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It’s okay to not be okay: Let’s talk about suicide prevention month

By:
Monika Sidhu and Navneet Chana

CW/TW: Suicide

September, also known as Suicide Prevention Month,  has come with many awareness posts on social media, regarding the importance of suicide prevention.

Mental health initiatives and influencers alike have come together on their platforms to share personal experiences, resources and acknowledge the prevalence of suicide in society today. 

However, while conversations surrounding suicide awareness and mental health are just slowly beginning to become normalized in Western society, those of us who come from South Asian households know how much longer these conversations take among our own families. 

The stigma that comes with talking about anything related to mental health bears a heavy weight, and oftentimes, we simply don’t speak about it. 

Nivetha Sivaranjan, a registered social worker who works as a community support worker with the Canadian Mental Health Association Peel Dufferin (CMHA), recalls a time she was sitting inside of a Starbucks, trying to get some work done. She went to the bathroom and when she came back she noticed a note left by an unknown person. 

It was written in response to the suicide prevention training sticker that was placed on her laptop. 

“I sort of looked around to see who put this down and someone made eye contact with me and so I told them to come over. We went outside and had a chat and they said they were struggling, really struggling with suicidal ideation today and they needed to be able talk to someone.” 

Sivaranjan alongside co-founders Nivethika Nagularajah and Varshini Nagularajah is a founder of Aadhya Empower Yourself, a mental health initiative that focuses on the Tamil community. She says she thinks back to that day and hopes that she was able to help that person. 

“At least for that one moment, they knew somebody cared about them,” she says.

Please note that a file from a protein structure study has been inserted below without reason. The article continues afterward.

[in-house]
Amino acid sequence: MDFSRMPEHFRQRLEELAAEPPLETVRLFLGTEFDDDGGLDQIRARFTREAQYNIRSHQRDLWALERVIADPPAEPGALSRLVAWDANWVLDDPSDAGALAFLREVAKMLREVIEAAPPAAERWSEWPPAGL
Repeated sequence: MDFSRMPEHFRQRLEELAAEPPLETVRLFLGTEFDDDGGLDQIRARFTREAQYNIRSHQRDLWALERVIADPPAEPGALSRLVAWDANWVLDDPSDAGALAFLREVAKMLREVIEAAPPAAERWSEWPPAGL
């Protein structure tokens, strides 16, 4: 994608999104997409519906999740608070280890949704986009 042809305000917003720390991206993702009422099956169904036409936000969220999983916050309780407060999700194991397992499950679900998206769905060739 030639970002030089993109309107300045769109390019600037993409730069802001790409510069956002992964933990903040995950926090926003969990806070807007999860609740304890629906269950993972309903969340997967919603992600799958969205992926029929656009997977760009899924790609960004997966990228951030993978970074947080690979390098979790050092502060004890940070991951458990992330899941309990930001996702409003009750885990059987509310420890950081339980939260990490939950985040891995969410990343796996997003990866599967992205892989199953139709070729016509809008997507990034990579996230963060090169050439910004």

What are the statistics?

In Canada, suicide is the second leading cause of death among Canadians under the age of 25, and this number tends to be greater for ethnic minorites. 

According to Statistics Canada, the prevalence of suicide is greater among racialized females than males.

Additionally, for every death by suicide, there are about 20-plus suicidal attempts. These statistics are alarming and deeply saddening.

More importantly, these statistics represent a number of South Asians who are struggling and may not know where to turn to for help. 

Unfortunately, few studies have examined the prevalence of mental health disorders and suicide rates in the South Asian communities, resulting in a lack of accessible treatments and resources tailored to South Asian mental health. 

Different cultural and interpersonal stressors can prompt suicidal ideation behaviours. Stigma attached to failure, familial pressure, academic pressure, role expectations, intergenerational and cultural conflict are just some examples of potential stressors that lead individuals to attempt to self-harm. 

It is important to know that suicide is preventable. Know the warning signs, look out for the people around you and check in with them. About 75% of individuals showcase some type of sign or symptom linked to suicidal behaviours. 

Thus, recognizing and becoming familiar with the signs of suicidal ideation is important. Signs include but are not limited to: withdrawal, hopelessness, excessive sadness, depressive symptoms and many others. 

Becoming familiar with these can help identify a friend or family member that may be struggling with their health and get them the help they need.

Finding it hard to relate

Sivaranjan says she has had her own struggles with mental health and even suicidal ideation in the past. 

She says her experience trying to seek out support and therapy were difficult. Due to the Anglo-centric nature of mental health in Canada, it was hard to relate to her upbringing of coming from a Tamil household. 

“I felt like I was trying to prove myself to somebody while I was talking to them, it didn’t reflect my experience,” she says.

From there she decided to start Aadhya in 2017 and works to challenge and reduce mental health stigma from within the Tamil community through peer support groups, educational workshops, creation of educational tools and “trying to be the middle person, connecting everyday folks to everyday resources.”